Life Sciences

Extramural Basic Research Life Sciences

U.S. Army Research Office
ATTN: RDRL-ROP-L
P.O. Box 12211
Research Triangle Park, NC 27709-2211

Commercial: (919) 549-4323
DSN: 832-4323
Fax: (919) 549-4384

The Life Sciences Division supports research efforts to advance the Army and Nation's knowledge and understanding of the fundamental properties, principles, and processes governing DNA, RNA, proteins, organelles, prokaryotes, and eukaryotes, as well as multi- species communities, biofilms, individual humans, and groups of humans. The interests of the Life Sciences Division are primarily in the following areas: biochemistry, neuroscience, microbiology, molecular biology, genetics, genomics, proteomics, epigenetics, systems biology, bioinformatics, and social science. The results of fundamental research supported by this Division are expected to enable the creation of new technologies for optimizing warfighters' physical and cognitive performance capabilities, for protecting warfighters, and for creating new Army capabilities in the areas of biomaterials, energy, logistics, and intelligence.

Research in the Life Sciences Division will reveal previously unexplored avenues for new Army capabilities while also providing fundamental results to support (i) the ARL Human Sciences Campaign's goals to discover and predict human cognitive, physical, and social behaviors, as well as the role of training paradigms in building expertise, and to characterize the fundamental aspects of social network dynamics involving ethics, values, trust, social- cultural, economic, and geopolitical effects, (ii) the ARL Assessment and Analysis Campaign's goal to identify human capabilities and limitations, (iii) the ARL Information Sciences Campaign's goal to develop predictive models that consider the availability of power or food sources and the potential for social unrest or insurgency activity, (iv) the ARL Materials Research Campaign's goal to exploit the evolutionary solutions created by nature and create new capabilities using synthetic biology.

The Division's research programs are currently focused on the following research areas. The titles, scopes and points of contact for these programs, each of which address general aspects of basic research in life sciences, are listed in the following subsections. A small number of symposia, conferences and workshops are also supported in part or in whole to provide an exchange of ideas in areas of Army interest. For full descriptions and proposal submission requirements, refer to the ARO BAA (see link below).

Division Chief

Dr. Micheline Strand
(919) 549-4343
micheline.k.strand.civ@mail.mil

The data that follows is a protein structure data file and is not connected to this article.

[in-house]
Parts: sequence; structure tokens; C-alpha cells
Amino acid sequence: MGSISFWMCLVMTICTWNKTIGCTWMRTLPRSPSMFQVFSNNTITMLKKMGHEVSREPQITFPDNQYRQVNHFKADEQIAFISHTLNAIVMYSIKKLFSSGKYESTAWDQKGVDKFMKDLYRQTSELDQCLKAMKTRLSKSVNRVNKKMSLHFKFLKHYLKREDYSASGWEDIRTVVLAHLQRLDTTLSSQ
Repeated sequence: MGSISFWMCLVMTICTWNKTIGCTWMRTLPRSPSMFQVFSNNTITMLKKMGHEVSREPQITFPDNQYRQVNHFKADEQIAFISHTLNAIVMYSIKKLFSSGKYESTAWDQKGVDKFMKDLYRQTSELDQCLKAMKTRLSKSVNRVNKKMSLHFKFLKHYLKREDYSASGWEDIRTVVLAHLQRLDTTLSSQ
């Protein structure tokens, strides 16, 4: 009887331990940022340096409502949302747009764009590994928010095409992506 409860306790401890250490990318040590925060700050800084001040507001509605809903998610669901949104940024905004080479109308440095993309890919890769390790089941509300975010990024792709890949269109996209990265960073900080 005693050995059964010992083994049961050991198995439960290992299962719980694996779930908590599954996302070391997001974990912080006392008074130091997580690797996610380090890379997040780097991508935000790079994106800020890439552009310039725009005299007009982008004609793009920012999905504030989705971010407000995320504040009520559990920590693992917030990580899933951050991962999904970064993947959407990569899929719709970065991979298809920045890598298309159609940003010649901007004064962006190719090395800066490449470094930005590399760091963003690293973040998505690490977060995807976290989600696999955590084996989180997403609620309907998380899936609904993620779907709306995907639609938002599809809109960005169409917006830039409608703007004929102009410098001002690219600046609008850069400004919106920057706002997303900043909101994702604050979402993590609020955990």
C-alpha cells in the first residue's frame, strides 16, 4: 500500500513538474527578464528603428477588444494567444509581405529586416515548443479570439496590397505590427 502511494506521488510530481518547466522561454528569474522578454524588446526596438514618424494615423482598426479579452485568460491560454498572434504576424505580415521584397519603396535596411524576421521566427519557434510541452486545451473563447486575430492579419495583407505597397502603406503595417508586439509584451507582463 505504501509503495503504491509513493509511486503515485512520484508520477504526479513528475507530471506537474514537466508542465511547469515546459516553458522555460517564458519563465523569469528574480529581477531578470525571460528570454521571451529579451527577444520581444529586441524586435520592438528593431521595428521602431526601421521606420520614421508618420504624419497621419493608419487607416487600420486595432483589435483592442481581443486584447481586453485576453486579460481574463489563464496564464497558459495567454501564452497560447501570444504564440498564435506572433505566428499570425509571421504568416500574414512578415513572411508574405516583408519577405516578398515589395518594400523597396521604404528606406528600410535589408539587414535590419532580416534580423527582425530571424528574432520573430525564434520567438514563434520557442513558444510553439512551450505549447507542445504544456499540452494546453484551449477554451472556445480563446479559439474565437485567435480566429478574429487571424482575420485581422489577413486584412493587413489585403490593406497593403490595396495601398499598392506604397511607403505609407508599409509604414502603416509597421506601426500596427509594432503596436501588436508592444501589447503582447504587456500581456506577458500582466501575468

The Physics Division supports the following research areas:

Genetics

Dr. Micheline Strand
(919) 549-4343
micheline.k.strand.civ@mail.mil

This Program supports basic research in genetics, molecular biology, genomics, epigenetics, and systems biology in areas that may enable the optimization of the Soldier's cognitive and physical performance capabilities, increase Soldier survivability, and improve Army capabilities in areas such as biomaterials, sensing, energy, and intelligence. This Program emphasizes innovative high-risk fundamental research in areas such as identification and characterization of gene function, gene regulation, genetic interactions, gene pathways, gene expression patterns, epigenetics, mitochondrial regulation and biogenesis, and nuclear and mitochondrial DNA replication, mutagenesis, oxidative stress, and DNA repair.

Organismal Genetics. The Organismal Genetics thrust is focused on identifying and characterizing the genetic pathways that affect warfighter survival and performance. This Program is interested in identifying and understanding the molecular factors that affect human physical and cognitive performance capabilities as well as human survival and protection under normal conditions and when affected by a variety of stressors likely to be encountered in battlefield situations, such as dehydration, heat, cold, sleep deprivation, fatigue, caloric insufficiency, pathogens, and physical and psychological stress.

Population Genetics. The Population Genetics thrust is focused on understanding genetic change at a population level. Areas of interest include mechanisms of prokaryotic adaptation, social insects, modeling species distributions, plant genetics, biological components of social instability, and biological systems for sensing and detection.

Biochemistry

Dr. Stephanie McElhinny
(919) 549-4240
stephanie.a.mcelhinny.civ@mail.mil

This Program emphasizes basic research focused on understanding and controlling the activity and assembly of biomolecules. Scientific advances supported by this Program are anticipated to enable the development of novel systems, materials and processes that enhance Soldier protection and performance. An overarching goal of the Program is to provide the scientific foundations to support biological activity outside of the natural biological context, including integration of biological systems with synthetic systems.

Biomolecular Specificity and Regulation. The Biomolecular Specificity and Regulation thrust is focused on elucidating the mechanisms by which biomolecules recognize and interact with their targets, as well as the regulatory mechanisms utilized to activate or inhibit biomolecular activity. This research thrust also includes novel engineered approaches to modulate and control biomolecular activity.

Biomolecular Assembly and Organization. The Biomolecular Assembly and Organization thrust is focused on understanding the molecular interactions and design rules that govern self-assembly of biomolecules into both naturally occurring biomolecular structures and designed architectures. This research thrust also includes novel approaches to control biomolecular assembly and approaches to utilize biomolecular architectures to organize biomolecular activity and/or achieve specialized properties.

Microbiology

Dr. Robert Kokoska
(919) 549-4342
robert.j.kokoska2.civ@mail.mil

This Program supports basic research in fundamental microbiology that can help advance needs in Soldier protection and performance. There are two primary research thrusts within this program: (i) Microbial Survival Mechanisms and (ii) Analysis and Engineering of Microbial Communities.